Our families fear for our personal safety, say MPs

3 months ago 31

Fast Legal Services in Dubai

Image source, European Pressphoto Agency

More MPs have opened up about their own personal safety following the death of their colleague, Sir David Amess, who was stabbed multiple times during a meeting with his constituents in Essex on Friday.

Many have spoken of a toxic and increasingly polarised political culture where online trolling has become widespread, ranging from personal insults at one end of the spectrum to direct threats of violence and even death at the other.

Labour MP, Tulip Sadiq, told BBC Breakfast all MPs, especially women, are subject to attack and that her mother feared for her doing the job.

Several too have spoken of concerns about the safety of their staff and their families amid calls for security measures to be stepped up, particularly while MPs are in their constituencies meeting voters.

'Huge impact on our families'

Image source, Getty Images

Image caption, Labour MP Tulip Saddiq has told the BBC her mother feared for her safety.

Ms Sadiq said the threats and abuse she gets "range from very trivial things" such as commenting on her appearance, her height and her name to "more sinister" threats such as advocating violence against her or her family.

She said being an MP had had a "constant effect" on her family for years, especially her parents.

She recalled the murder of the former Labour MP, Jo Cox, in 2016 and said her own mother called her immediately on hearing an MP had been attacked "because her first thought was it must have been me".

She added: "It is just this constant effect on her of hearing there has been abuse directed at us, that we're getting death threats, that all of us MPs are constantly racially abused, whether you're from a Jewish faith or have a Muslim last name.

"Whatever it is, people will pick on you.

"These keyboard warriors, at some point you do think I just need to ignore them and get on with my job.

"You do start to develop very thick skin but maybe that's the wrong way to go about it."

Image source, Reuters

Image caption, James Duddridge attending the vigil for Sir David Amess - their constituencies neighbour each other.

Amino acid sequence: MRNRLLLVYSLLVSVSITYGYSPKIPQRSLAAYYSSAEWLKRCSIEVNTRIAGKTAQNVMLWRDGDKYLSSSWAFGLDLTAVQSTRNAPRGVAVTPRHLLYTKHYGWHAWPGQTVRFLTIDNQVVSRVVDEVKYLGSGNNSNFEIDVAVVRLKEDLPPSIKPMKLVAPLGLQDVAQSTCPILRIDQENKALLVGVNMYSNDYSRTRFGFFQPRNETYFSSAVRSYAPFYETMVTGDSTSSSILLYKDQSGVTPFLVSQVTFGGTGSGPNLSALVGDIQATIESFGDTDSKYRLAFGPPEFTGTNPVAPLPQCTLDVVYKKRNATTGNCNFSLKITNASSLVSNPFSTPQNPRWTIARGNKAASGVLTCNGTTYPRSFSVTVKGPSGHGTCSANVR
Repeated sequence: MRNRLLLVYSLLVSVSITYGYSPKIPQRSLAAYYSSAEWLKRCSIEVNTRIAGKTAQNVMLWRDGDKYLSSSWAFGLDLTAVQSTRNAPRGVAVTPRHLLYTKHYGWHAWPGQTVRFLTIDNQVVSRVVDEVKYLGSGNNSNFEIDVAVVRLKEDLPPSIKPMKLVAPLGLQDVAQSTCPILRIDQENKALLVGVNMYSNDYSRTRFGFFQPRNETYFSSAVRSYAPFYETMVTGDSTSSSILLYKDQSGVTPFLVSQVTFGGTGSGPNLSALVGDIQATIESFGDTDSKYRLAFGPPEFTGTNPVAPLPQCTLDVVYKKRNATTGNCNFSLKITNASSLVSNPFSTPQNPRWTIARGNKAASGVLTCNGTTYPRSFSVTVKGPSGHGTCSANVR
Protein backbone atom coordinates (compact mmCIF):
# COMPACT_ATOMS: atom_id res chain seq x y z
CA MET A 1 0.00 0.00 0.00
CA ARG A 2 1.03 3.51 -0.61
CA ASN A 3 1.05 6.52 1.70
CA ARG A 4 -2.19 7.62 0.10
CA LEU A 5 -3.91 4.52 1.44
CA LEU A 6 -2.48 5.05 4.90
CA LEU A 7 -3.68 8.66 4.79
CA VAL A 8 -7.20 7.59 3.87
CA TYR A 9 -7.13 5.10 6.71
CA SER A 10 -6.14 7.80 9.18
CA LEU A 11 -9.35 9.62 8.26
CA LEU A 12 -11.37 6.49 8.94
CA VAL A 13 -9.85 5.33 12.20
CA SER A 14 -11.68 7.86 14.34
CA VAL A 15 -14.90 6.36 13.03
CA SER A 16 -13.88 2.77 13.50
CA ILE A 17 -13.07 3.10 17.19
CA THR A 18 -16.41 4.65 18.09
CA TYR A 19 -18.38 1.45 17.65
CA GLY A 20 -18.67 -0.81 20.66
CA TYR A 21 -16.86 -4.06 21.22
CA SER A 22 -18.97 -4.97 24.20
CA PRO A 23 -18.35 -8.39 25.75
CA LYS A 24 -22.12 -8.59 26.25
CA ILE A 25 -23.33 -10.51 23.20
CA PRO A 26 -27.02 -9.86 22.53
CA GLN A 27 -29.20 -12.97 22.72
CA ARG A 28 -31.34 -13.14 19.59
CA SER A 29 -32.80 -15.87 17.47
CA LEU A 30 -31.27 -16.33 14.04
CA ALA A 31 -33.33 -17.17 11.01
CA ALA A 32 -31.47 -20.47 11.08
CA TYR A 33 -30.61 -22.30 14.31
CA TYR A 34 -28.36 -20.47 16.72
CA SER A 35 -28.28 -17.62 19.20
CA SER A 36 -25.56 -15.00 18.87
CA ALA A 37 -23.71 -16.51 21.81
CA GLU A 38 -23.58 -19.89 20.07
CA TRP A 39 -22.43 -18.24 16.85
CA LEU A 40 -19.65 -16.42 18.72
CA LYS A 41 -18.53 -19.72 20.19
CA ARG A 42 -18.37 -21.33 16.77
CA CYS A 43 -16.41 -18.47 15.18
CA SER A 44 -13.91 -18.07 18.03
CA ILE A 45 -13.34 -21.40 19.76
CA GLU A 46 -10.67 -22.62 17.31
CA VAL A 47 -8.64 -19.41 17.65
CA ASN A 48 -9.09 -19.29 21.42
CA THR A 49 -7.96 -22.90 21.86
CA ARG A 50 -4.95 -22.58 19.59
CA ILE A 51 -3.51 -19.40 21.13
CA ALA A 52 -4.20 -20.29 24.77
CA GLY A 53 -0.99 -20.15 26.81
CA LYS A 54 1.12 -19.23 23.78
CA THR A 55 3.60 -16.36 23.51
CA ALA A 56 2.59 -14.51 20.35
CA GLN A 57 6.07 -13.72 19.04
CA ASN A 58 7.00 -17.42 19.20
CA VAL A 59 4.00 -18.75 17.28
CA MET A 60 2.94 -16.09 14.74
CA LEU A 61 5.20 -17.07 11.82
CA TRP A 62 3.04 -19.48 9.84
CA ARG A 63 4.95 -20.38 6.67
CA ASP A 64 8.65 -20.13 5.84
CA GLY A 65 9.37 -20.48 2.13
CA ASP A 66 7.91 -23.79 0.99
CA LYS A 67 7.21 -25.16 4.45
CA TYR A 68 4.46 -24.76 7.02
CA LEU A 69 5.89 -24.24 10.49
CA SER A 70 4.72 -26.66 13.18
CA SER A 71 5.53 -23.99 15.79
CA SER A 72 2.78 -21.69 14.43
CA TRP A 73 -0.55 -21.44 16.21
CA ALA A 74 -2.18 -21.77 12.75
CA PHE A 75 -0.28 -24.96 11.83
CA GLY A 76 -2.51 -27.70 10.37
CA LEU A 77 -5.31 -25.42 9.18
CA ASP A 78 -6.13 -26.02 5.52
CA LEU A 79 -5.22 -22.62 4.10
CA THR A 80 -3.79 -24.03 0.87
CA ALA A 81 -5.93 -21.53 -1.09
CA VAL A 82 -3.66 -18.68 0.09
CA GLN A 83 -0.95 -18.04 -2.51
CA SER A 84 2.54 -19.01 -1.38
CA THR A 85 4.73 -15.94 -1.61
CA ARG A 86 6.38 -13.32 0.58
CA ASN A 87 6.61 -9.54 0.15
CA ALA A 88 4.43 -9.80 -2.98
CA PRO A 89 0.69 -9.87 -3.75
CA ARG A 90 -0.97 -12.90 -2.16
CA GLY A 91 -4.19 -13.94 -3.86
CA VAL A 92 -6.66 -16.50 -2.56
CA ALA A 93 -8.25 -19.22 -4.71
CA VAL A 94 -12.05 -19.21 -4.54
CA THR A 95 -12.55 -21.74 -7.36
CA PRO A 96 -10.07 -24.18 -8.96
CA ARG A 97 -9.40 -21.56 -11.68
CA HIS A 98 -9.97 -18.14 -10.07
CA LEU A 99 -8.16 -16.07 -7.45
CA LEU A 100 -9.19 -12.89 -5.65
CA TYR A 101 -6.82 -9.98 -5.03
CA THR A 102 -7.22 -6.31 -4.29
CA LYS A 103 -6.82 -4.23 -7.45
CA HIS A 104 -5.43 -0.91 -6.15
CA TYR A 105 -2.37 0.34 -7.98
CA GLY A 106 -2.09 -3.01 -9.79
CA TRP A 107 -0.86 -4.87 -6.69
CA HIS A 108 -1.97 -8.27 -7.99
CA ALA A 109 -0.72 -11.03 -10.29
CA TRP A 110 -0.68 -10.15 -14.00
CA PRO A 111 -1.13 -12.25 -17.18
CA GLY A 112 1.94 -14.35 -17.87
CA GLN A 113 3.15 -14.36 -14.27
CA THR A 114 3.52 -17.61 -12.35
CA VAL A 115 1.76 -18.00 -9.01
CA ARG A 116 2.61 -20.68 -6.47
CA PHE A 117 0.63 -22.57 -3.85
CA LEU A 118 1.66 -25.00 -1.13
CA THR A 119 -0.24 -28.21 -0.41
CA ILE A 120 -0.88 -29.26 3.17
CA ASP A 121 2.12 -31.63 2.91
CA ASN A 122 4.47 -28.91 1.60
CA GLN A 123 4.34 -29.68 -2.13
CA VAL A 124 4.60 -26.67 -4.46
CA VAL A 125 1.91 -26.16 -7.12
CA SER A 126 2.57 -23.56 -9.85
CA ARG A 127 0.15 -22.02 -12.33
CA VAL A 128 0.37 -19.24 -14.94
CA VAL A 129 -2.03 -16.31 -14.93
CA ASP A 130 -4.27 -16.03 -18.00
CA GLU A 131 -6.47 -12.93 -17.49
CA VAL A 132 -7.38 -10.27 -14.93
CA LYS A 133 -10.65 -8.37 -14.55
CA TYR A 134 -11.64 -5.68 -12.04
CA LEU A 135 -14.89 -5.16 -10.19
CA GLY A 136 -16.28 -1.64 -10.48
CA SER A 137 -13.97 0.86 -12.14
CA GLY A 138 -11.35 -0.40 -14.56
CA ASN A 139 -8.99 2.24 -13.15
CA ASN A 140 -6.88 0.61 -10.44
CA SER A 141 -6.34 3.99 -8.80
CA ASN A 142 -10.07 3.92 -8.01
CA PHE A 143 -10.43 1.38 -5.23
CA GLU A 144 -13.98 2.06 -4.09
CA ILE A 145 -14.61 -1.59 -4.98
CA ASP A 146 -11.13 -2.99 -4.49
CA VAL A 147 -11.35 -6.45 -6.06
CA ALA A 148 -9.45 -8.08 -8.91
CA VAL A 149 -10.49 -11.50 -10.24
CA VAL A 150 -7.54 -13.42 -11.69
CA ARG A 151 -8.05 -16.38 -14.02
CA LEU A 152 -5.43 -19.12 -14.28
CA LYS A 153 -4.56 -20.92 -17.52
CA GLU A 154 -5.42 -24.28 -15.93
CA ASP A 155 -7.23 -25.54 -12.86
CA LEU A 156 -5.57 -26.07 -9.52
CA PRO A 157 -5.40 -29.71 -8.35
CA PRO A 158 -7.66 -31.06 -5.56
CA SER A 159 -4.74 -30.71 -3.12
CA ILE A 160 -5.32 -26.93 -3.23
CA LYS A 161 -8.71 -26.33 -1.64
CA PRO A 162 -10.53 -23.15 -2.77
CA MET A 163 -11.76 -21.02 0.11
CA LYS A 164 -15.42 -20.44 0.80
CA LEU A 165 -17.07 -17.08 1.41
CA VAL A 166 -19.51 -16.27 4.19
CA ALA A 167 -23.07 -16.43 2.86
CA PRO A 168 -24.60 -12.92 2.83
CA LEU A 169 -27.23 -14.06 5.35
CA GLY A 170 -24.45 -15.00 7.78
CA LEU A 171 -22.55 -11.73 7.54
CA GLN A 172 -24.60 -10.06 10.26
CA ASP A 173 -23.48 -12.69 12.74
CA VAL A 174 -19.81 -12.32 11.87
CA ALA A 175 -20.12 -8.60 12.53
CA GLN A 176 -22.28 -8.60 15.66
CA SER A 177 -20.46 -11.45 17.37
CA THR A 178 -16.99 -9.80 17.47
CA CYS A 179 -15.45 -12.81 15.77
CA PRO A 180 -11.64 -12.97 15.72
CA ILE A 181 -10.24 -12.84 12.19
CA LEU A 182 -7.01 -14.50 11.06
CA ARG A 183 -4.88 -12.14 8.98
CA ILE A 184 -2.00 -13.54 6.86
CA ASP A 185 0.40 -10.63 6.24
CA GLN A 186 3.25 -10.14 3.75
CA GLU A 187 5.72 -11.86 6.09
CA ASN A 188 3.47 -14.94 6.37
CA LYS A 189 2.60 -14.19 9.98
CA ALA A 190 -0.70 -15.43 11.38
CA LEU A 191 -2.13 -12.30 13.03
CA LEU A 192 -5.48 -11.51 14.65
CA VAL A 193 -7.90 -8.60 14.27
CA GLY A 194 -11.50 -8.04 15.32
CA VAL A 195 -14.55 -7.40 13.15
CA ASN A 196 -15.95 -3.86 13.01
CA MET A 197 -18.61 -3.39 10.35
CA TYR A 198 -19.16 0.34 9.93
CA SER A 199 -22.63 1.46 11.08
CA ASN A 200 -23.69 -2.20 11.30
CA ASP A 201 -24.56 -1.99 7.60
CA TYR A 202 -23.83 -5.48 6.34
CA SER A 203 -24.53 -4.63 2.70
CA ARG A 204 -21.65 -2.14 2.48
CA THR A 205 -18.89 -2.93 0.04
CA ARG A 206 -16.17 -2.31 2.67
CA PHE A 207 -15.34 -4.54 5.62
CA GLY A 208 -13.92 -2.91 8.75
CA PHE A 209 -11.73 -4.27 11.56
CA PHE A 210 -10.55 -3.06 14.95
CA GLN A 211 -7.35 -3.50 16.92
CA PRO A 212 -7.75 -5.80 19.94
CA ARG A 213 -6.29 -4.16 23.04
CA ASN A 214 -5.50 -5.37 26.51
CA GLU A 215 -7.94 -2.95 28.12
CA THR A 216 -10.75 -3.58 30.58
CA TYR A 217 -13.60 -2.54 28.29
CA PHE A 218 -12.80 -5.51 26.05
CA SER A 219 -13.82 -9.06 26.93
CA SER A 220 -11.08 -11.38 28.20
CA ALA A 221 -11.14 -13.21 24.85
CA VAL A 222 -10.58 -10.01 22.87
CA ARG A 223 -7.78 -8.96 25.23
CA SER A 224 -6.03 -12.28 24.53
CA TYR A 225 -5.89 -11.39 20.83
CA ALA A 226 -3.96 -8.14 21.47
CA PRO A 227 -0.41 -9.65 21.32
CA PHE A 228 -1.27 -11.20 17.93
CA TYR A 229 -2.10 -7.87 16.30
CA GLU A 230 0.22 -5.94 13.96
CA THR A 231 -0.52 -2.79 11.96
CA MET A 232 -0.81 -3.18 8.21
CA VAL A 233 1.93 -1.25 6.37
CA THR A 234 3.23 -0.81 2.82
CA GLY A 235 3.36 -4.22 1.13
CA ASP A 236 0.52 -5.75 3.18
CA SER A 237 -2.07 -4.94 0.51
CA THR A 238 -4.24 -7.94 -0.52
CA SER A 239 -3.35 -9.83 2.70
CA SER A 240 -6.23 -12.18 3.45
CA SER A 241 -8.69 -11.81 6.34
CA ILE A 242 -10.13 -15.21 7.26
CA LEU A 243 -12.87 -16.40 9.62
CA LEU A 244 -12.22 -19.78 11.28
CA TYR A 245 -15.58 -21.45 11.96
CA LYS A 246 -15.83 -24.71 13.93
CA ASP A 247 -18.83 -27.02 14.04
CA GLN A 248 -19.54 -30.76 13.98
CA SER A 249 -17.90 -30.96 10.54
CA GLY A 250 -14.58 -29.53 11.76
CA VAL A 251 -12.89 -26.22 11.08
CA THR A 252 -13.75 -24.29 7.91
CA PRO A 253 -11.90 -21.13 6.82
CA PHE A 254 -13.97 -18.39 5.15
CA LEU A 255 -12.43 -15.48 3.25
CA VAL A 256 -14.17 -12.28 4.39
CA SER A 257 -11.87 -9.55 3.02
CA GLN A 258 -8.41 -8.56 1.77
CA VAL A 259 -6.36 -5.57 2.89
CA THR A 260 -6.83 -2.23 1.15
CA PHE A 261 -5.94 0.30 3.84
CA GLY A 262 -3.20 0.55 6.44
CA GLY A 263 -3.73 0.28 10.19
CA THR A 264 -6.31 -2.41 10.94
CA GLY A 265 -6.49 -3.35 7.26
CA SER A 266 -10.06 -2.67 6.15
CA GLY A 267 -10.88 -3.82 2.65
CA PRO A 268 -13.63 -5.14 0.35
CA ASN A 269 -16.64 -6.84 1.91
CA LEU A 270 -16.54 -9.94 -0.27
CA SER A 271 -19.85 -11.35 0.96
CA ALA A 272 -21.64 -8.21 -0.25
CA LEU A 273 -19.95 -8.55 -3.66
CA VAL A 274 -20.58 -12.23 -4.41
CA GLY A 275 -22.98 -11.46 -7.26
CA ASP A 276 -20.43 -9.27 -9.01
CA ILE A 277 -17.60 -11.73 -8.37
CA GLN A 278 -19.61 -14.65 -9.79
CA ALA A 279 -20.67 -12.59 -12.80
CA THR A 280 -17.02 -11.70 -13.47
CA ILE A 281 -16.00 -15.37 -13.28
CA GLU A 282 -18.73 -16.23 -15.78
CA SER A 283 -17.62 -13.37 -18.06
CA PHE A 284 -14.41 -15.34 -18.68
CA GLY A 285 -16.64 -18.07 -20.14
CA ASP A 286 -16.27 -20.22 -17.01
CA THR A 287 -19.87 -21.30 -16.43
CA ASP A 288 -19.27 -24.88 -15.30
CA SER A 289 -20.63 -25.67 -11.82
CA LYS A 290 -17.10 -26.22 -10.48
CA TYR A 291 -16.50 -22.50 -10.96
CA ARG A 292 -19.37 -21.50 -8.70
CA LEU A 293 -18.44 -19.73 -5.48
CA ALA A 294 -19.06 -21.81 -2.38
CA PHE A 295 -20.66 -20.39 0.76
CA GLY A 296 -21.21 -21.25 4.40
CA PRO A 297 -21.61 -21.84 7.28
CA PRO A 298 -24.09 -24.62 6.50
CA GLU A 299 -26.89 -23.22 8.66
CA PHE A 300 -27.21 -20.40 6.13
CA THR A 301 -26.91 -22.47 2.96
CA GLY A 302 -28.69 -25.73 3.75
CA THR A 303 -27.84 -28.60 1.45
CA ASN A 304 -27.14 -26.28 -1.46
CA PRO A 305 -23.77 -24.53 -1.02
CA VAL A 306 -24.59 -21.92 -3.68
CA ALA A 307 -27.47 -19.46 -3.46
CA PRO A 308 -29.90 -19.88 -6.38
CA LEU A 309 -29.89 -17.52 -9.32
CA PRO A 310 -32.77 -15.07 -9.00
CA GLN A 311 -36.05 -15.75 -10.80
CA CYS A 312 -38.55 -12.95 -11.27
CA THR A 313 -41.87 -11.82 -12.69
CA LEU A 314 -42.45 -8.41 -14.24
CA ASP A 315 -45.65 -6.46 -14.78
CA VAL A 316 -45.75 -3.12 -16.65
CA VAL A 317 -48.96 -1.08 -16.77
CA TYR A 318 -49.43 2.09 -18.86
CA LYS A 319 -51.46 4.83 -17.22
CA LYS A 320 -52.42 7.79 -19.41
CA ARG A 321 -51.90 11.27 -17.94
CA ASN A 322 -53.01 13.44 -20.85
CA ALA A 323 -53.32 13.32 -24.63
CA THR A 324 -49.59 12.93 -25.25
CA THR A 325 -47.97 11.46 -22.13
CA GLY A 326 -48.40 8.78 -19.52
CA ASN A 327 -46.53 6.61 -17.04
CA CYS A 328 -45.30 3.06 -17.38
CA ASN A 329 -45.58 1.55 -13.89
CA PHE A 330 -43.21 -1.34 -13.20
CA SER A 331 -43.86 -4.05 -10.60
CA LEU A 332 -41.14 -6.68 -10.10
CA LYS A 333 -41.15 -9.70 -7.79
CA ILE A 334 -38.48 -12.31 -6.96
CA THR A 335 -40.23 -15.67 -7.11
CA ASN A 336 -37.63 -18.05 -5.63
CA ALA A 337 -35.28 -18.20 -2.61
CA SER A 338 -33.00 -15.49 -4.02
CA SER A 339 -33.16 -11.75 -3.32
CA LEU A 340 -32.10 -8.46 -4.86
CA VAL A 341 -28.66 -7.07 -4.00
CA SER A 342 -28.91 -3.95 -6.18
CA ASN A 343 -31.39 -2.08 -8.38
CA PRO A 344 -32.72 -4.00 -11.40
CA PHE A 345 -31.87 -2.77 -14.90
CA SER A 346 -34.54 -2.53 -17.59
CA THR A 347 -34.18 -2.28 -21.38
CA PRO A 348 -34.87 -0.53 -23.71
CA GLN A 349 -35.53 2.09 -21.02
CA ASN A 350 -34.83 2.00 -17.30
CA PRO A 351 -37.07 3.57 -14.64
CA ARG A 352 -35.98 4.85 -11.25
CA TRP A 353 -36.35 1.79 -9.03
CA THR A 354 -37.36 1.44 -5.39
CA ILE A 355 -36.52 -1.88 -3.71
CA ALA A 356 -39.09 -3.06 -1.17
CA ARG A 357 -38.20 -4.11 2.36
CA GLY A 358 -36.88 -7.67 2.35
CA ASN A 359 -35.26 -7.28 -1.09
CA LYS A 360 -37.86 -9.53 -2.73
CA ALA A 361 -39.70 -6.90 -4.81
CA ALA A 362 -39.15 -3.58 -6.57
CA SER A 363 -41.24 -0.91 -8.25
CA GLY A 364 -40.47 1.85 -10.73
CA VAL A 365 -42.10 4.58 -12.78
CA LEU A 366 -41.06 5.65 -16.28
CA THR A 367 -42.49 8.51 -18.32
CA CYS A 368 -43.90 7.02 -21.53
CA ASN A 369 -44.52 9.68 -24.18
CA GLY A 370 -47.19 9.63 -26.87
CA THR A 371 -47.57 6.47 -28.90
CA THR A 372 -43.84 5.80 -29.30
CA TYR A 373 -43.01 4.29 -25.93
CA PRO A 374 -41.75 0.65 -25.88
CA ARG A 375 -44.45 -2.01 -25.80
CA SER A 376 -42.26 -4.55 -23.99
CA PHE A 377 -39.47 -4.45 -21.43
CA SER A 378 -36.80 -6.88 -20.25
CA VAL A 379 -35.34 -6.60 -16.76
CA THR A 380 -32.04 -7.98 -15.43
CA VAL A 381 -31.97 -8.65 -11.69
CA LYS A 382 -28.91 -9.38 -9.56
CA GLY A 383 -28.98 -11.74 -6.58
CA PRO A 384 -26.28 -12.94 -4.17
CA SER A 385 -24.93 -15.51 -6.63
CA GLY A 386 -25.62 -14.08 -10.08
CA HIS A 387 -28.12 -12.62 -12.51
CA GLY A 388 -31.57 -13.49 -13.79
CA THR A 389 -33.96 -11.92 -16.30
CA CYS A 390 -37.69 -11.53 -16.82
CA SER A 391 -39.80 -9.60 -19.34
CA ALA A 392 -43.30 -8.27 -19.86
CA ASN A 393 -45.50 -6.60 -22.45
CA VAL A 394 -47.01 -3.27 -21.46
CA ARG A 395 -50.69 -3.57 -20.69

Sir David's neighbouring MP in Southend, Conservative James Duddridge, told Radio 4's Today programme about the fears his family and friends live with.

"No-one that loves me, none of my friends would want me to be a Member of Parliament.

"The only reason they support it is because they know that that's what I believe is an honourable thing to do, a worthwhile thing to do, something I'd always wanted to do, something that I have enjoyed. "

"Terrible ratcheting up of nastiness"

Labour MP, Chris Bryant said he received a death threat this weekend after calling for people to be kinder following Sir David's death.

He said Parliament has been "turned in to a bit of a fortress" in recent years, but he believed MPs are most vulnerable in their constituencies when they hold surgeries and meeting voters.

Image caption, Rhondda MP Chris Bryant said he had been subject to "another death threat" on Sunday

He said one of the best things about the British political system is that MPs are "very accessible" but "over the last few years, there has been a terrible ratcheting up of nastiness".

Mr Bryant said he questions "all the time" why he does the job but his concerns are "not just about me.

"It's about my staff and it's about my family as well".

He said he went in to politics because he cares about poverty, climate change, human rights and the growing use of food banks.

"I'm passionate about wanting to change the world and no-one is going to stop me", he added.

Death threats

Justice Secretary Dominic Raab said: "Although it is shocking and it is heart-wrenching, this is not entirely out of the blue" because "everyone has had this experience of intensifying abuse and that tipping in to threats".

He said he has had "three threats to life or limb that have required an intervention in the last two years".

Mr Raab said that while every step must be taken to make sure MPs, especially female politicians, can do their jobs, "we don't want the terrorists to win, we do not want this wedge placed between us and our communities" he said.

And he said he will continue to have face to face surgeries rather than moving all his meetings online.

Shadow Home Secretary, Nick Thomas-Symonds, told BBC Breakfast he too had received death threats due to his job.

"I've had incidents since I've become a Member of Parliament, whether it's intimidation while out on the streets, death threats, terrible letters, awful emails.

"I am in no sense alone in that.

"I don't know a Member of Parliament who has not suffered in that way.

"It's clear that something now has to change."

Image source, UK Parliament

Image caption, Dame Eleanor Laing says MPs are "vilified" in the media

"Culture of aggression"

Deputy Speaker, Dame Eleanor Laing, told Radio 4's Today, it was a "pity" the media does not say nice things about MPs when they are still doing their jobs.

She said: "It can be deeply upsetting when you know that MPs and ministers are working hard to solve some problem or other and when the matter is discussed in the media, MPs are vilified, ministers are spoken to very harshly and it does help to create a culture of aggression.

"Why can't we just try to have a culture of kindness" she added.

More on this story

Read Entire Article

Fast Legal Services in Dubai

Fast Legal Services in Dubai